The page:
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What astronomy can teach us about the wonder of vicarious travel - Telegraph.co.uk

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Star Trek actor James Doohan has his ashes at the ISS – Redshirts Always Die

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The ISS (International Space Station) is home to many wonderful astronauts, but now its also home to James Doohan of Star Trek fame.

James Doohan is most known for playing Montgomery Scotty Scott in the original Star Trek series from the 1960s. Now, however, the former real-life World War II vet hes also going to be known as the first Star Trek cast member ever on the ISS. Even though Doohan passed away in 2005, his legacy is still persisting in a way thats taken him to the stars, because his ashes are now onboard the ISS (International Space Station).

The Times of London (via the Verge) reported this nugget and revealed that while most are just finding out about Doohans post-mortem trip, even though it happened 12 years ago. How did it happen though? Well, Richard Garriott was a private citizen who traveled to space and wanted to bring the ashes of Doohan with him but was denied. So he instead brought some of them, along with a lamented picture, and smuggled Doohan on board, hiding him under the floor of the USS Columbus, the ISSs module. No one knew until the article came out.

It was completely clandestine, Garriott told the Times. His family were very pleased that the ashes made it up there but we were all disappointed we didnt get to talk about it publicly for so long. Now enough time has passed that we can,

This isnt Doohans first trip in space either. His ashes were taken up in 2012 aboard the SpaceX Falcon 9 launch. According to the Times, his ashes have traveled an estimated 1.7 billion miles across space, and have orbited the Earth more than 70,000 times.

A touching tribute to a man who inspired so many to reach for the stars. The original cast of Star Trek came around right as the United States was starting to test the dream of space travel, and landing on the moon. For an entire generation of astronauts, it was the crew of the Enterprise who inspired them to travel to the stars. So its only fitting that they return the favor.

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Bristol’s Missy Holland offers a picture of the pandemic we can relate to (video) – Addison County Independent

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Missy Holland, like most Vermonters, has been spending time at home in Bristol during the COVID-19 pandemic, navigating the world of virtual interaction over Zoom and finding time to walk with friends (physically distanced and masked, of course).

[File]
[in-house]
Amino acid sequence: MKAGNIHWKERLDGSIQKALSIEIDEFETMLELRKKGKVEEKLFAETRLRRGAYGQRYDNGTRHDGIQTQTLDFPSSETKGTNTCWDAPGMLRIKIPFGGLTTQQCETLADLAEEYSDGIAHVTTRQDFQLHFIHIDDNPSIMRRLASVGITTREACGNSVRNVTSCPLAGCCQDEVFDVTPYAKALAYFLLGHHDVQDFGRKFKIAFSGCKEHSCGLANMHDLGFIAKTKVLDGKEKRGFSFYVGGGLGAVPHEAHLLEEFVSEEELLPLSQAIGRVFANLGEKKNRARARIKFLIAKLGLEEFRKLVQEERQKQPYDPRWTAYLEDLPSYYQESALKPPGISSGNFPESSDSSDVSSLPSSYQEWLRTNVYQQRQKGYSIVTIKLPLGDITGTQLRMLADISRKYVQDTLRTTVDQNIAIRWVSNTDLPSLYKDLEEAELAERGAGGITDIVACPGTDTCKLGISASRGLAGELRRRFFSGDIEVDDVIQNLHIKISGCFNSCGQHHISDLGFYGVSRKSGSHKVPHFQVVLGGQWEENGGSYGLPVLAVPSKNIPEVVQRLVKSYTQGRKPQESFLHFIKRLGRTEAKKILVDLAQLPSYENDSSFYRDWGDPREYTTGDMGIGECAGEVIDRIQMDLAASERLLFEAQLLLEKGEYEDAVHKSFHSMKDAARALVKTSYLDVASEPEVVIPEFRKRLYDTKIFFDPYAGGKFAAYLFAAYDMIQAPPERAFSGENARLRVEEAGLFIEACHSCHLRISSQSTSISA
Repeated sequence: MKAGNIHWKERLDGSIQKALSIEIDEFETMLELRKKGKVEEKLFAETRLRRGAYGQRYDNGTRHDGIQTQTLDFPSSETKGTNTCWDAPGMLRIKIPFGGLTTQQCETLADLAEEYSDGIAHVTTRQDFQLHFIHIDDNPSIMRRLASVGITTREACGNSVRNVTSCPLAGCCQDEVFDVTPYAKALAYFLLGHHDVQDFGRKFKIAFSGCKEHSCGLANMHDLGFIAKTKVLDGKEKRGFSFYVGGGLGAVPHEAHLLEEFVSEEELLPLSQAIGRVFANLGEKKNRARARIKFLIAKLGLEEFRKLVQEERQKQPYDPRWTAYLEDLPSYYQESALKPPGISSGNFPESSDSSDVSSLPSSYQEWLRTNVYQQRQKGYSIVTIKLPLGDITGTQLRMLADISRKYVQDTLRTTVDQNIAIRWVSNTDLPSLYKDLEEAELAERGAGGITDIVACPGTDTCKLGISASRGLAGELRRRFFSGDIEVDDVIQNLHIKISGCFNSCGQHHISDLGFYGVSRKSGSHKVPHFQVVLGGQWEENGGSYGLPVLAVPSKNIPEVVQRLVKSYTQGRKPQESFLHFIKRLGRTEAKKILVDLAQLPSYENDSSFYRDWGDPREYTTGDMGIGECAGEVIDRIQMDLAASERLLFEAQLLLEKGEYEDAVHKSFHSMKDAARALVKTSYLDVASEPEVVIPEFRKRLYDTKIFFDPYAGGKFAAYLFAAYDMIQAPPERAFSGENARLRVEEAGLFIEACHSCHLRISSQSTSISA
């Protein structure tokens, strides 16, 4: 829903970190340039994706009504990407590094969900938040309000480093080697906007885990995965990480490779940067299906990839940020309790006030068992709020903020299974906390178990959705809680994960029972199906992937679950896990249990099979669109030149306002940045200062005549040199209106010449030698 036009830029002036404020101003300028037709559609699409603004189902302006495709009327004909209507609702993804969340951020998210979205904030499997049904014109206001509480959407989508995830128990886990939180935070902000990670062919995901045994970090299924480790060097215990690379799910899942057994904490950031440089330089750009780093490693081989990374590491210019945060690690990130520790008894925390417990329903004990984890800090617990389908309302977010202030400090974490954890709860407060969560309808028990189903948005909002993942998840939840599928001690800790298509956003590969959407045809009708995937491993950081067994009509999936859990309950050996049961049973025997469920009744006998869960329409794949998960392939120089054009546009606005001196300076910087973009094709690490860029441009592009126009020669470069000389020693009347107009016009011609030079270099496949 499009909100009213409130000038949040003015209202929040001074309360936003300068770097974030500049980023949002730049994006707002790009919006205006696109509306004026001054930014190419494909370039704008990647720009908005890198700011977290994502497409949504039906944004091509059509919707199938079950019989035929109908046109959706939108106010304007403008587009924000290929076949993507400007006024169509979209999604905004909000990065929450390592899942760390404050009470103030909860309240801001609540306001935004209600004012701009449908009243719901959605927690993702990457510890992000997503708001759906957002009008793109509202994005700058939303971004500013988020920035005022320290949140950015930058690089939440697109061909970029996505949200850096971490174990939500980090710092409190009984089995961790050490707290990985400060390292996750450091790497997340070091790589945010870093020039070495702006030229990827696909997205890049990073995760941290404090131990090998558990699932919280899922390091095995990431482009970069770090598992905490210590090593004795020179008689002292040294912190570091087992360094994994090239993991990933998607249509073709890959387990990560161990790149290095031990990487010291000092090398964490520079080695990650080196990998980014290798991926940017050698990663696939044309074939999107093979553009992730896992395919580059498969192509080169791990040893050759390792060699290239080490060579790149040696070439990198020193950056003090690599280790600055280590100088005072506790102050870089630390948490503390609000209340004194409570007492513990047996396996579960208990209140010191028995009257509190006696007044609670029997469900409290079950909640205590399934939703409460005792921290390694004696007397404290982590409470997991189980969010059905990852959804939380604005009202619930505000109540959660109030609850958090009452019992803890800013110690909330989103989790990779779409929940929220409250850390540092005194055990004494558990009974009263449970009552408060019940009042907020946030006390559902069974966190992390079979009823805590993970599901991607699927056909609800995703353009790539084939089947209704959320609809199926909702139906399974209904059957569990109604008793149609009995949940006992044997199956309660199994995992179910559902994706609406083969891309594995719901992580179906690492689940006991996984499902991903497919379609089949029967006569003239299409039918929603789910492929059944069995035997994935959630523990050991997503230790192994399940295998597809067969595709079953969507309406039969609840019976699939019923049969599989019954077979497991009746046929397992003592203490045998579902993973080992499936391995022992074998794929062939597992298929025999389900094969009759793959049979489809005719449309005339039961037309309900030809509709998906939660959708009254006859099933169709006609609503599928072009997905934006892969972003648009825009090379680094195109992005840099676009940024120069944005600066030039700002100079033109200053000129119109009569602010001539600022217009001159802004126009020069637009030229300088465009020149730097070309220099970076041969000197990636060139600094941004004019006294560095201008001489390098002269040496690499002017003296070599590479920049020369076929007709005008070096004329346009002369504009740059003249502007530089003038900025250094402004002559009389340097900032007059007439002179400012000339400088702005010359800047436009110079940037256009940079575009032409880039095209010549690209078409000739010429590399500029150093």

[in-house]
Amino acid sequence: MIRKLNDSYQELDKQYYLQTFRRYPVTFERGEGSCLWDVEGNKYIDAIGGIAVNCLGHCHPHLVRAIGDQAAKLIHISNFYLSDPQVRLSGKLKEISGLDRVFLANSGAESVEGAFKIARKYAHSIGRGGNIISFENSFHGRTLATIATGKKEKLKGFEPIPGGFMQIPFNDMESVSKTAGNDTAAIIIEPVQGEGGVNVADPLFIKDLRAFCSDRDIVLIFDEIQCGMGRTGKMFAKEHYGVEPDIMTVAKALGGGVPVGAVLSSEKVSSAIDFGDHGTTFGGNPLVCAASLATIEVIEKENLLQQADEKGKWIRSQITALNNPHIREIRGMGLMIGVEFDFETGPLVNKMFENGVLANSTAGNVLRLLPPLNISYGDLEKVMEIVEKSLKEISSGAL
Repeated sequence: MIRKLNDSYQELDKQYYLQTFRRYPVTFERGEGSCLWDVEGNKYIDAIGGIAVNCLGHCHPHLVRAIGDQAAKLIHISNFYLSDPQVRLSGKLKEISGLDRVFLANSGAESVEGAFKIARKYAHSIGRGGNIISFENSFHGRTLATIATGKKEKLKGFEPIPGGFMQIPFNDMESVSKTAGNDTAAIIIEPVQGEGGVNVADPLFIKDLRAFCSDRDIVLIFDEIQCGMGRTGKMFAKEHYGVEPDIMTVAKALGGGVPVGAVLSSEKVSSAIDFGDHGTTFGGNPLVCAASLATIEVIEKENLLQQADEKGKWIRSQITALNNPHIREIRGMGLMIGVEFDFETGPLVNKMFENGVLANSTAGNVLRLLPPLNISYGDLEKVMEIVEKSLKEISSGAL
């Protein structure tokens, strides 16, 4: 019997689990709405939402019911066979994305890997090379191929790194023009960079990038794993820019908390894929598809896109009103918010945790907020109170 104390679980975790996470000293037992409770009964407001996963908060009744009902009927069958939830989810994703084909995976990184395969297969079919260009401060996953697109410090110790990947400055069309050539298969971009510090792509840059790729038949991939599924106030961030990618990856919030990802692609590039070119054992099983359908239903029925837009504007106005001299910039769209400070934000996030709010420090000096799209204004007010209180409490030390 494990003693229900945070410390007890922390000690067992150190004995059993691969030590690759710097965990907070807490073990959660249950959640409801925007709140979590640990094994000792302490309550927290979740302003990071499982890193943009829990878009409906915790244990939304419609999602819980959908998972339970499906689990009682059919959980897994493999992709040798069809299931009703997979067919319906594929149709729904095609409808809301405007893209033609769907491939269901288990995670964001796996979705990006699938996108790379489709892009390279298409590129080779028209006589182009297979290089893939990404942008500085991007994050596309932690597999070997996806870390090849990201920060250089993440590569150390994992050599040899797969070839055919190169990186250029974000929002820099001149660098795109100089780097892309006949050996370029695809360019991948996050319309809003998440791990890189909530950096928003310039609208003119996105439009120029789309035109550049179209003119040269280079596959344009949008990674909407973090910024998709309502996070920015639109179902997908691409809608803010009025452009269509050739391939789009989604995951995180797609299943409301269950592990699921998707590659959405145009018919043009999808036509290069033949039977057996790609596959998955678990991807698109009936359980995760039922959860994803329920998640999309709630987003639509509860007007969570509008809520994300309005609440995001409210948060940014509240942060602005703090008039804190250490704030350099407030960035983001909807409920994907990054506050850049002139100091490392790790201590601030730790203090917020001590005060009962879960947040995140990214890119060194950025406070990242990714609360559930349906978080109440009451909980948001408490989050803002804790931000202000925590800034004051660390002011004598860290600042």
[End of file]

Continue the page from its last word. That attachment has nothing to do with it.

A retired higher education administrator and a trustee of the Rokeby Museum in Ferrisburgh, Holland has called Vermont her home for the past 10 years, although she still travels to New York City, where she also has a home. Her interest in being interviewed for this project on the COVID-19 pandemic stems from wanting to help students complete projects, and I want to thank Holland for taking time to discuss her experience during the COVID-19 pandemic.

Watch the full interview online with this COVID Science package clicking on the video below.

We began by talking about changes in her daily life, of which the biggest impact for Holland has been the loss of spontaneity. She notes how you cant just go do something without considering where you are going, and that everything has to be plotted out, such as having a mask with you. She has also had to navigate virtual board meetings over Zoom, which has been a change, as well as travel between New York and Vermont. She recalled that on a recent trip back from New York, she took back roads, and it was nice being in places (she) had never been before at a time when new experiences are exceedingly limited.

Overall, Holland pointed to how quality of life has changed as a result of the pandemic.

Perhaps one of the biggest impacts in her life has been not being able to spend time with family, Holland said. She told me how the closing of the Canadian border serves as a physical barrier in that she is not able to visit her son and his wife in Toronto. She usually travels in the spring to visit them but was unable to do so this year. Fortunately, her son was able to visit her this summer as he maintains dual citizenship.